In the Philippines, one glaring problem for its continuing commission is the complete lack of accountability. Not only that cases of enforced or involuntary disappearance are by their very nature difficult to investigate and prosecute, it persisted and has been carried out with total impunity. The perpetrators of this heinous offense have absolute impunity because there is no physical evidence extant to pin the blame on any person. This proves that the existing legal measures that provide safeguard for lives and liberties are inadequate and insufficient to combat impunity.

For almost two decades, the organization of families of the disappeared and other human rights groups have steadfastly lobbied Congress to enact a law defining and penalizing enforced or involuntary disappearance.  It was filed and re-filed in Philippine Congress but lamentably was not acted on by previous Congresses.

The Philippine bill against enforced disappearance is one of the two existing bills in Asia. The other one is in Nepal. If enacted into law by the Philippien government, it will be the first anti-enforced disappearance law in region and can set a good example to other Asian governments.

However, it has just recently that it sees the light of day with approval of the Senate on its third and last reading the Senate Bill 2817 on July 26 and the adoption of the Joint Committees of Human Rights and Justice of the approved House Bill 5886 on August 17 as a substitute bill for plenary deliberations.

This is indeed a welcome development. But it also give us more reasons to continue our work as we continuously urge Asian governments to immediately sign and ratify the International Convention for the Protection of All Persons Against Enforced Disappearance without reservation and to enact a domestic legislation without further delay.

There are at least 10 reasons why government should do so:

  1. Both measures define the act enforced or involuntary disappearance. It limits commission of forced disappearance to deprivation of liberty for political reasons by agents of the State or by private persons or group of persons acting with the authorization, support or acquiescence of the State. It is the recognition that the state is duty bound and has the primary obligation to promote, protect and fulfill the rights of its people;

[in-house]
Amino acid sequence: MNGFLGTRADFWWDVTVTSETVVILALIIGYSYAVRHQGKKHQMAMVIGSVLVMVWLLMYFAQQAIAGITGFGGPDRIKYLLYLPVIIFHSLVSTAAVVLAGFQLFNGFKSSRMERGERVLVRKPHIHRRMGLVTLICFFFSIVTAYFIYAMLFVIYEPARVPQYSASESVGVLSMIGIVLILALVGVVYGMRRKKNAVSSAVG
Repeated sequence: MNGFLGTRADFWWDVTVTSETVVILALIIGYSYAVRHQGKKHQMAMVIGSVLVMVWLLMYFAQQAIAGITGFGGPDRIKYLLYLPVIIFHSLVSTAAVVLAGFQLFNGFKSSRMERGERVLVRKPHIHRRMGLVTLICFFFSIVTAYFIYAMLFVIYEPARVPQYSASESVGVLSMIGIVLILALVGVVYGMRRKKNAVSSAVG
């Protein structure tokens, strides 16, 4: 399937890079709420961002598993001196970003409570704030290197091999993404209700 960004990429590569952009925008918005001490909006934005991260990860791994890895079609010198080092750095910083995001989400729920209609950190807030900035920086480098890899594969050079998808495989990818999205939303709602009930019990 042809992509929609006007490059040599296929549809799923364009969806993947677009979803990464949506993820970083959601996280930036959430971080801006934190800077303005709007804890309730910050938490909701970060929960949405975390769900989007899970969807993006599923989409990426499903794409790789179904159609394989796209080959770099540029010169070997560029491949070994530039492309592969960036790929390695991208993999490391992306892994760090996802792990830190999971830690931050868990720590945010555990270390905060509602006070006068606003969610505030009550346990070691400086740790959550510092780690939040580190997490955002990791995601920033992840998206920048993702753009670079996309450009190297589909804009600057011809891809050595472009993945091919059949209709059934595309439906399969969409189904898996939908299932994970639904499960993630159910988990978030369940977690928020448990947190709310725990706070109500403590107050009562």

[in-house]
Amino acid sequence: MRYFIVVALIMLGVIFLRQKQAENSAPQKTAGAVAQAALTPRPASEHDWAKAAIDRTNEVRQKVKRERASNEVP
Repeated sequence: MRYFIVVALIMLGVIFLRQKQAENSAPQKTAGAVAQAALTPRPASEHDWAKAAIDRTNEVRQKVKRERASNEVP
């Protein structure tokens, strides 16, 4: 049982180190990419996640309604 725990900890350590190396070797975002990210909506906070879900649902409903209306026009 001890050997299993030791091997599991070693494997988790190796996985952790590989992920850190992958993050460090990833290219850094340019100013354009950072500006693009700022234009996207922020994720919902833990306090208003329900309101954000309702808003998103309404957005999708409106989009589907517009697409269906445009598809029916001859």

1. Both consider enforced disappearance as a continuing offense as long as the perpetrators continue to conceal the fate or whereabouts of the disappeared person and such circumstances have not been determined with certainty. This means that an act of enforced disappearance committed in the past continue to occur until the fate and whereabouts of the victim is verified and that that the prosecution of persons responsible for the enforced disappearance shall not prescribe unless the victim surfaces alive, in which case the prescriptive period (in this case 25 years) shall start to run from the date of his or her reappearance;
  1. Both are consistent with the principle of command responsibility. It holds the immediate hold any person involved in an enforced disappearance criminally responsible, as well as their superiors who knew or should have known what they were doing, and should have prevented, investigated and punished the subordinates for wrongdoing. The disputable presumption of knowledge by the superior of the acts of the subordinate and to eliminate the presumption of regularity in the performance of official duties in prosecution of cases involving enforced disappearance;
  1. Both guarantee the non-derogability of rights against enforced disappearance. This means that the right of any person not to be subjected to enforced disappearance and no exceptional circumstances, not even a state of war, may be invoked as justification;
  1. Both clearly differentiate between enforced disappearance committed as part of a massive or systematic practice and that of isolated and sporadic cases committed outside of the context of armed conflict. Thus it characterizes enforced disappearance as a crime against humanity only when the actions involved are committed within the framework of a massive or systematic practice and otherwise considered as an international crime;
  1. Both provide a number of protection and preventive measures such as to require official Up-to-date register of all persons detained or confined; to visit to or inspection of all places of detention by the National Human Rights Institution; to institute stringent safeguards for the protection of people deprived of their liberty; declare unlawful an order from a superior officer or a public authority causing the commission of enforced disappearance and therefore such order cannot be invoked as a justifying circumstance; prevent the accused from influencing the investigation and prosecution of the cases, the bill provides for his/her preventive suspension upon the filing of the information or complaint in the proper court; and the guarantee of non-refouler;